A Good Article For You Budding Scripters

Discussion in 'Learning Ruby and RGSSx' started by BigEd781, Sep 25, 2012.

  1. BigEd781

    BigEd781 undefined method 'stupid_title' found for nil:NilC Veteran

    Messages:
    940
    Likes Received:
    303
    Location:
    Austin, TX
    First Language:
    Dothraki
    Primarily Uses:
    N/A
    Here is a great article for novice programmers to read. It talks about "cargo-cult programmers", a term that has been around for some time, but usually the people who need to understand it the most do not. There are more than a few beginners around here who this applies to, and that's ok; you're learning. But if you would like to get ahead of the curve, reading this article can help.

    http://blogs.msdn.com/ericlippert/archive/2004/03/01/syntax-semantics-micronesian-cults-and-novice-programmers.aspx

    Here is an excerpt:

     
    Last edited by a moderator: Sep 25, 2012
    #1
  2. Mouser

    Mouser Veteran Veteran

    Messages:
    1,246
    Likes Received:
    264
    First Language:
    English
    Nice read.

    Algol 68 ;) Haven't heard about that one in a long time.

    Edit: I may as well actually say something about the topic :)

    This is so true - especially when you're working on (modifying) code that you didn't write, like the existing RGSS classes and modules. With code that you've built, you know why things are the way they are (if you don't, then you've got bigger problems than this essay is talking about), because you're the one that made them that way. With someone else's code, you have to figure out A) what the code does, B ) how it does it, and C) why it does it that way. A is easy. B can be slightly harder. C is the tricky one - especially if the coder approaches the problem in a different way than you would: an old fart who learned to code before OO programming was even a twinkle in its father's eye is going to naturally tend toward different algorithms and solutions than someone whose first language was Perl. That doesn't make one method better than the other - in fact both are right or wrong depending on the situation: procedural and OO programming both have their place, along with all the other styles that have developed over the years. Except BASIC - that was just plain wrong. Horribly, horribly wrong.

    Concrete example: I'm going through the RGSS structure piece by piece now. One of the first things I find is in the DataManager module - a slew of global variables. I would not have written the code this way. At the same time, I've got to have some faith that the people who did code this know the Principles of Good Program Design™, which clearly state: "Global variables are bad, m'kay?"

    Let's say I want to rewrite this without using global variables. I still have the question of "WHY did they choose this design route?" Until I figure out the answer to that question, I can't confidently go and change the code. So I read, and I study, and I look at the other modules and classes and how they all fit together until (hopefully) I'll understand the reasons they took this route. Then I'll be in a position to know whether or not it should be changed, or even if it can be changed. At the same time, I'm studying Ruby syntax and semantics, which I'll also need to answer that question and decide what viable alternatives, if any, there are.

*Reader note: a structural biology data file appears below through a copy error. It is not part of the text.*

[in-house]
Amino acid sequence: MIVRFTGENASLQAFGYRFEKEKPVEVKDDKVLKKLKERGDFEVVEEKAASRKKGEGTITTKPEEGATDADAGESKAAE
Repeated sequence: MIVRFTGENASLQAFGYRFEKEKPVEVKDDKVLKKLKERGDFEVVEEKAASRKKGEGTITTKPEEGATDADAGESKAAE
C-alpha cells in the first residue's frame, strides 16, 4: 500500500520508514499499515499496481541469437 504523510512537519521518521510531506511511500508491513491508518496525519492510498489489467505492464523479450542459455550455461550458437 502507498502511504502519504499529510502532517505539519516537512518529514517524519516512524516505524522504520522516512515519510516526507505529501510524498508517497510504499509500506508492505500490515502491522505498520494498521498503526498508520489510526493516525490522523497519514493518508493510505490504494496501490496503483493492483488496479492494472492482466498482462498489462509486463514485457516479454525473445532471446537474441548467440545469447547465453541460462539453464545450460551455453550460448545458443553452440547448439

Last edited by a moderator: Sep 25, 2012
    #2
    Wavelength, Balrogic and BigEd781 like this.
  3. izanamikun

    izanamikun Veteran Veteran

    Messages:
    34
    Likes Received:
    1
    Location:
    USA
    First Language:
    English
    I know this is quite a necropost, but this article is pinned at the top of the forums so it attracts some attention. While the article is a great one it doesn't really point the way to exactly HOW to do this. For those of us brand-new to scripting and languages in general, the only way to learn *seems* to be fragmented at best. Are there any good scripting tutorials that focus on understanding semantics rather than syntax? I'm sure there's plenty of them in here, but since this post in particular is pinned to the top, it makes sense to link at least one of them here. Thanks in advance!
     
    #3
    Galenmereth likes this.
  4. kerbonklin

    kerbonklin Hiatus King Veteran

    Messages:
    1,728
    Likes Received:
    281
    First Language:
    English
    Primarily Uses:
    RMMV
    I'm pretty much past this stage, unless it involves memory addresses and such. lol
     
    #4
  5. Andar

    Andar Veteran Veteran

    Messages:
    28,421
    Likes Received:
    6,485
    Location:
    Germany
    First Language:
    German
    Primarily Uses:
    RMMV
    I don't have any links to tutorials ready, but what you need to learn is how to create a "flowchart" of your program - that is the first step for functional programming (there are other programming styles that go beyond flowcharts, but as a beginner you need to start here before learning object oriented programming or other advanced methods).

    Flowcharts are about logic sequences and have nothing to do with syntax - only in the last stage (implementation) they're turned into the program code with the correct syntax.

    The following is a flowchart of the damage sequence in Ace as an example - that's how you start structuring your ideas and what you want your script to do, before you turn that into a real program:

    http://forums.rpgmakerweb.com/index.php?/topic/4219-rpg-maker-vxace-damage-flow/
     
    #5
  6. izanamikun

    izanamikun Veteran Veteran

    Messages:
    34
    Likes Received:
    1
    Location:
    USA
    First Language:
    English